Lecture 8: The Phases of the Moon

Key Ideas:

The Moon always keeps the same face towards the Earth. Phases of the Moon: Lunar Sidereal & Synodic Periods:
For more information on the moon, go here

Our Nearest Celestial Neighbor

The Moon is a natural satellite of the Earth.

Its orbit around the Earth is elliptical:

Synchronous Rotation

The Moon's rotation period is equal to its orbital period:

As a consequence, the Moon always keeps the same face towards the Earth.

The synchronization of the Moon's rotation and orbit is caused by strong tidal forces from the Earth that effectively "locks" the Moon's orientation relative to the Earth.

[Note: The degree of synchronization is not perfect for two reasons. First, the Moon's orbit is elliptical rather than circular, so that the Moon's orbital speed is faster at perigee and slower at apogee. This mis-match in the exact orbital and rotation rates results in an apparent east-west "rocking" motion of the Moon by about 7.9 degress over the course of a month. The second is that the axis of the moon's rotation is tilted by about 7 degrees relative to its orbital plane (like the Earth's 23.5 degrees). This leads to an additional north-south nodding motion over the course of a month. The combined rocking and nodding motion motion is called "libration". You can see libration in the lunation movie below.]

Phases of the Moon

The Moon produces no visible light of its own

During the month, we see a complete cycle of Phases:

The phase of the Moon depends on the fraction of the sunlit hemisphere visible to us.

Moon Phases
Graphical depiction of the phases (click to see full-size) (Graphic by R. Pogge)
[Lunation Movie (Graphic by R. Pogge). This movie shows one month of lunar phases. Note how the moon appears larger at perigee and smaller at apogee. Also note the apparent nodding and rocking motions due to "librations" as mentioned above.]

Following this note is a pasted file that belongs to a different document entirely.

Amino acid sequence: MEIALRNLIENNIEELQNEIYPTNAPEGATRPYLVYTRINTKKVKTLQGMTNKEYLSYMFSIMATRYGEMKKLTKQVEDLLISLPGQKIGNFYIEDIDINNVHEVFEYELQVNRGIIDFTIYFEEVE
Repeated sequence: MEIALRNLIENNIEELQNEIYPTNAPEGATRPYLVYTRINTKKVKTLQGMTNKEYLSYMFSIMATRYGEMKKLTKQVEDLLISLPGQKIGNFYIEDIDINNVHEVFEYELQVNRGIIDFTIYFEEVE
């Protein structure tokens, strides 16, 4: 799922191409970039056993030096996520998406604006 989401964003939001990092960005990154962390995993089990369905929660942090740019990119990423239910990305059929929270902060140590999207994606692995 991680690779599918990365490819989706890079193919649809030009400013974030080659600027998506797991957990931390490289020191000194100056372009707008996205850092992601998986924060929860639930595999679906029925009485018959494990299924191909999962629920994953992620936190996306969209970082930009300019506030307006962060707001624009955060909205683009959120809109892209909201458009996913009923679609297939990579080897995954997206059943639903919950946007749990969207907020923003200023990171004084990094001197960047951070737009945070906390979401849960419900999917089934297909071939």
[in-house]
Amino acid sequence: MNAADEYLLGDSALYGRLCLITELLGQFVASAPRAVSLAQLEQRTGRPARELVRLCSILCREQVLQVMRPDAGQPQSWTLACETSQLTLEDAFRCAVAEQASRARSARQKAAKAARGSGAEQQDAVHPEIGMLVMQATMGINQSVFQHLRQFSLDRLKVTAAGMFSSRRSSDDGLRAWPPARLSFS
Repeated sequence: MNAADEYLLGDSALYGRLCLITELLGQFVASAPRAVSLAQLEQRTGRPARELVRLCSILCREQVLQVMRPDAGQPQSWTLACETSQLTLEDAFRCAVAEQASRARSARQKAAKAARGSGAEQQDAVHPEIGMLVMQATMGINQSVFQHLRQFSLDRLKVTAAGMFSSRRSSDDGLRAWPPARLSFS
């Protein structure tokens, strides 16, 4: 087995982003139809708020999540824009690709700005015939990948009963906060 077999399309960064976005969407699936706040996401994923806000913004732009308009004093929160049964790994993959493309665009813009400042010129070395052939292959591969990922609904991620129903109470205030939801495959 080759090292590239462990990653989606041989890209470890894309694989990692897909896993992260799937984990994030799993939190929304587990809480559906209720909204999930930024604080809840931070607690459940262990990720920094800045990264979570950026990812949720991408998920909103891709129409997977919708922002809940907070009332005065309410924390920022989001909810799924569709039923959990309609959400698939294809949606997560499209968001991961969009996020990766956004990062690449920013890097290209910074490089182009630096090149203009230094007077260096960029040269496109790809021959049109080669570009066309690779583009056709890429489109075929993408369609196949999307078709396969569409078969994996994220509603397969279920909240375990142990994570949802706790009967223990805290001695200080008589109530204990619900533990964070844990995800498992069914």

New Moon & Full Moon

New Moon:

Full Moon:

Quarter Moon

Quarter Moons occur when the Earth, Moon, & Sun are at right angles:

First Quarter:

Last Quarter:

With New Moon and Full Moon, they help to divide the Lunar Month into quarters.

Waxing & Waning

Waxing: increasing illumination

Waning: decreasing illumination

Moonrise, Moonset...

You don't see all moon phases at all times

Times of rising and setting depend on the details of the Earth-Sun-Moon configuration as viewed from the surface of the rotating Earth.

Moonrise and Moonset during Full Moon:

(Click on the image to view at full scale [Size: 28Kb])

Other examples were given in class (Better, work out the approximate moonrise and moonset times for the current phase of the Moon, and then go outside and see if your predictions are correct!)

The View from the Moon

Question: What would an astronaut on the Lunar near side see during one month?


Lunar Sidereal Period

The Lunar Sidereal Period is the time it takes the Moon to complete one orbit around the Earth with respect to the stars.

The Sidereal Period of the moon is measured watching its motions against the background stars:

The Moon on 1999 Oct 2: Last Quarter Moon in Gemini (Graphic by R. Pogge)

27.3 days later on 1999 Oct 29: Waning Gibbous Moon in Gemini (Graphic by R. Pogge)

Note: The background constellation is the same 27 days later (Gemini), but the Moon is in a different, earlier phase (Waning Gibbous, which comes before Last Quarter phase).

Lunar Synodic Period

The Lunar Synodic Period is the time between successive New Moons.

This is the month used by Lunar Calendars:

Why are they different?

While the Moon orbits the Earth, the Earth orbits the Sun.
(Click on the image to view at full scale [Size: 9Kb]) (Graphic by R. Pogge)

A Note on Terminology:

Sidereal is derived from the Latin word for star (sidus). A Sidereal Period denotes the time it takes for an object (for example, the Moon) to return to the same place as seen with respect to the stars.

Synodic is derived from the Greek word synodos, meaning a "coming together" (e.g., a Church "Synod"). The Synodic Period of the Moon is therefore the time between the apparent coming together of the Sun and Moon on the same side of the sky at successive New Moons.

Synodic periods always require you to combine two Sidereal periods. In this case, we are combining the orbit of the Moon around the Earth (the Moon's Sidereal Period), and the Earth's orbit around the Sun (the Earth's Sidereal Period) together to compute the Synodic Period.

Updated: 2011 September 30, Todd A. Thompson
Copyright Richard W. Pogge, All Rights Reserved.